Poet Robert Burns

Robert Burns

Robert Burns Poems

  • 51.  
    O THOU, in whom we live and moveâ??
    Who made the sea and shore;Thy goodness constantly we prove,
  • 52.  
    YON wild mossy mountains sae lofty and wide,
    That nurse in their bosom the youth o' the Clyde,Where the grouse lead their coveys thro' the heather to feed,
  • 53.  
    HERE lies Johnie Pigeon;
    What was his religion?Whae'er desires to ken,
  • 54.  
    IT was a' for our rightfu' King
    We left fair Scotland's strand;It was a' for our rightfu' King
  • 55.  
    IN wood and wild, ye warbling throng,
    Your heavy loss deplore;Now, half extinct your powers of song,
  • 56.  
    Chorus.â??Robin shure in hairst,
    I shure wi' him.Fient a heuk had I,
  • 57.  
    YE hypocrites! are these your pranks?
    To murder men and give God thanks!Desist, for shame!â??proceed no further;
  • 58.  
    WHOE'ER he be that sojourns here,
    I pity much his case,Unless he comes to wait upon
  • 59.  
    SWEET closes the ev'ning on Craigieburn Wood,
    And blythely awaukens the morrow;But the pride o' the spring in the Craigieburn Wood
  • 60.  
    O SAD and heavy, should I part,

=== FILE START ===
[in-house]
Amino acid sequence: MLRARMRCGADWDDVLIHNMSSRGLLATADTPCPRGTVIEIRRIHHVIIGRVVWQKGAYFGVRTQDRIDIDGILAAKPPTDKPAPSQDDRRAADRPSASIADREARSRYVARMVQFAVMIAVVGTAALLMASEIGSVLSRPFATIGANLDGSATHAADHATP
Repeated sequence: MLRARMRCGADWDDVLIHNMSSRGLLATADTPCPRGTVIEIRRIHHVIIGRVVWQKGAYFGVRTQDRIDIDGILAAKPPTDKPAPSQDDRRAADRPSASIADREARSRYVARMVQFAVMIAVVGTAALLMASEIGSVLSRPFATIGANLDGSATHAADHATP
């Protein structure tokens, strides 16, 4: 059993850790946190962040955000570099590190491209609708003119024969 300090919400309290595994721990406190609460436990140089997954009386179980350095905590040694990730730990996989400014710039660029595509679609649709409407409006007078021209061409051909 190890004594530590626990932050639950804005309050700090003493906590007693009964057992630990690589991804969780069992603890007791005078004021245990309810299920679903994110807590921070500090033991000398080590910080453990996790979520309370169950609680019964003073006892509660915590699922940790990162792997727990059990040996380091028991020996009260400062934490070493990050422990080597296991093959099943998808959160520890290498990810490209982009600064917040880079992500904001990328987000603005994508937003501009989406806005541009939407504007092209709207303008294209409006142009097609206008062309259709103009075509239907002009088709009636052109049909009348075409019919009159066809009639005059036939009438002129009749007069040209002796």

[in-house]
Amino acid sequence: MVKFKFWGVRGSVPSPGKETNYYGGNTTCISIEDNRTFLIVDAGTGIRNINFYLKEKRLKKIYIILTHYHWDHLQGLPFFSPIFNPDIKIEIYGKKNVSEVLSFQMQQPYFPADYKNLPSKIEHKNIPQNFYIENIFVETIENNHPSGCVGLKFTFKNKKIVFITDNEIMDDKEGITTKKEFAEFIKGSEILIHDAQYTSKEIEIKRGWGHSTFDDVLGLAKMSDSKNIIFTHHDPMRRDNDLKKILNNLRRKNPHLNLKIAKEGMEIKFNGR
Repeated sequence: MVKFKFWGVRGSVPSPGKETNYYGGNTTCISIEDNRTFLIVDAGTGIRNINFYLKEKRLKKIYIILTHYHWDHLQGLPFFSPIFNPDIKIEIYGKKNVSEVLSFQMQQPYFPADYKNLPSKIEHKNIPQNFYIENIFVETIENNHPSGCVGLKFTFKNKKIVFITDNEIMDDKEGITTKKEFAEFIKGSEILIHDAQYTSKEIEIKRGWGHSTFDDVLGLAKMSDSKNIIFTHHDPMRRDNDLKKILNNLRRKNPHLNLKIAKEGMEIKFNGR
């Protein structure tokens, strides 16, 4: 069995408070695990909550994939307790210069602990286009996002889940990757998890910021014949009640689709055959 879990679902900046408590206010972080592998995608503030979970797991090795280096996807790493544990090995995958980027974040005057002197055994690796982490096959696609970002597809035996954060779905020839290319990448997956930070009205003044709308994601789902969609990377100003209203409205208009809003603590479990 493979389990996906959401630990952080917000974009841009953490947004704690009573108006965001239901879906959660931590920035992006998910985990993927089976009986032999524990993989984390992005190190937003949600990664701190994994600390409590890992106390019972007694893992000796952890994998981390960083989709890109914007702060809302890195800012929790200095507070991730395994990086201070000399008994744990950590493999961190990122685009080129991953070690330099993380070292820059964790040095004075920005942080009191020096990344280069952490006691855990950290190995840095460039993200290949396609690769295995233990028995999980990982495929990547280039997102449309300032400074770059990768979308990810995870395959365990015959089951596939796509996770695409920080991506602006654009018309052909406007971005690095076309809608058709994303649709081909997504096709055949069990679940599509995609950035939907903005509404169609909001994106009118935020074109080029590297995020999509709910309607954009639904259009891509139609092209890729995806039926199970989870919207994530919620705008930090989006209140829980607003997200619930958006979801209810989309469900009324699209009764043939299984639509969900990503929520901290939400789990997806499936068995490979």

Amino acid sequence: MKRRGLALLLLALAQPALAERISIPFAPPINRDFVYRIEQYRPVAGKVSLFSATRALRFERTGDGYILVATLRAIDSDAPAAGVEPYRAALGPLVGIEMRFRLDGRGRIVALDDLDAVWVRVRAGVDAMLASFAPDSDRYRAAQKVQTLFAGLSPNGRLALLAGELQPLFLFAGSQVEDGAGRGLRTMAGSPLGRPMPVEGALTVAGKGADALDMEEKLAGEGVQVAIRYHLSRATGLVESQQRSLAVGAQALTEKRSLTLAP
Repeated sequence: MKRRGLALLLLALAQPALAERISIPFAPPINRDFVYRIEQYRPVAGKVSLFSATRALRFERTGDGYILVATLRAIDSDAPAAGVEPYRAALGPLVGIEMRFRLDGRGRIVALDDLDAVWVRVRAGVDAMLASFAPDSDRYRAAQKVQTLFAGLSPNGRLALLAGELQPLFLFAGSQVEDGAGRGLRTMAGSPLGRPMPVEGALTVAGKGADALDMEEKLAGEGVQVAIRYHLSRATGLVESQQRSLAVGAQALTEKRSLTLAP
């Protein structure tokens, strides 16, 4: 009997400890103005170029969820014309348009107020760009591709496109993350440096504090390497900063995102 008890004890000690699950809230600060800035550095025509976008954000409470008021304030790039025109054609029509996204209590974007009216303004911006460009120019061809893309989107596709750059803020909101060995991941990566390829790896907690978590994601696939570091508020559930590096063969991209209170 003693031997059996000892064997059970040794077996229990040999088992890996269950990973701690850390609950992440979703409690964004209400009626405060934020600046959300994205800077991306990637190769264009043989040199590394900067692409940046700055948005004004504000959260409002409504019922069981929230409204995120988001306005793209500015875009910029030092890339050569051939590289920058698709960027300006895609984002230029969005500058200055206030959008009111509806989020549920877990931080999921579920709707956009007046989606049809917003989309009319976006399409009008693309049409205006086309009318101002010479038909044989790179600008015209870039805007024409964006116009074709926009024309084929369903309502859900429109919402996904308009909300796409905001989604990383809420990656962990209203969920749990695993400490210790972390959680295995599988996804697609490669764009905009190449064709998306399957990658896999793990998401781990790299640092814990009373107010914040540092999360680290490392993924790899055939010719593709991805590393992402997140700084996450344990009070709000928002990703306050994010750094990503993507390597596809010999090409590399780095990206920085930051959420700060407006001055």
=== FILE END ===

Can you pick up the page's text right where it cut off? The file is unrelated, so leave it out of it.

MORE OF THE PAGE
But for her sake, sae far awa;Unknowing what my way may thwart,
  • 61.  
    HAIL, thairm-inspirin', rattlin' Willie!
    Tho' fortune's road be rough an' hillyTo every fiddling, rhyming billie,
  • 62.  
    WHEN rosy May comes in wi' flowers,
    To deck her gay, green-spreading bowers,Then busy, busy are his hours,
  • 63.  
    WHERE hae ye been sae braw, lad?
    Whare hae ye been sae brankie, O?Whare hae ye been sae braw, lad?
  • 64.  
    NO churchman am I for to rail and to write,
    No statesman nor soldier to plot or to fight,No sly man of business contriving a snare,
  • 65.  
    MY heart is a-breaking, dear Tittie,
    Some counsel unto me come len',To anger them a' is a pity,
  • 66.  
    Ye flowery banks o' bonie Doon,
    How can ye blume sae fair?How can ye chant, ye little birds,
  • 67.  
    Fareweel to a' our Scottish fame,
    Fareweel our ancient glory;Fareweel ev'n to the Scottish name,
  • 68.  
    OF 1 a' the airts the wind can blaw,
    I dearly like the west,For there the bonie lassie lives,
  • 69.  
    O YE whose cheek the tear of pity stains,
    Draw near with pious rev'rence, and attend! Here lie the loving husband's dear remains,
  • 70.  
    THE GLOOMY night is gath'ring fast,
    Loud roars the wild, inconstant blast,Yon murky cloud is foul with rain,
  • 71.  
    MY Harry was a gallant gay,
    Fu' stately strade he on the plain;But now he's banish'd far away,
  • 72.  
    WHAT dost thou in that mansion fair?
    Flit, Galloway, and findSome narrow, dirty, dungeon cave,
  • 73.  
    REVERED defender of beauteous Stuart,
    Of Stuart, a name once respected;A name, which to love was the mark of a true heart,
  • 74.  
    1 Auld Coila now may fidge fu' fain,
    2 She's gotten poets o' her ain--3 Chiels wha their chanters winna hain,
  • 75.  
    O on the fourteenth day of February we sailed from the land
    In the bold Princess Royal bound for Newfoundland.We had forty bright sailors for our ship's companie,
  • 76.  
    I lang hae thought, my youthfu' friend,
    A something to have sent you, Tho' it should serve nae ither end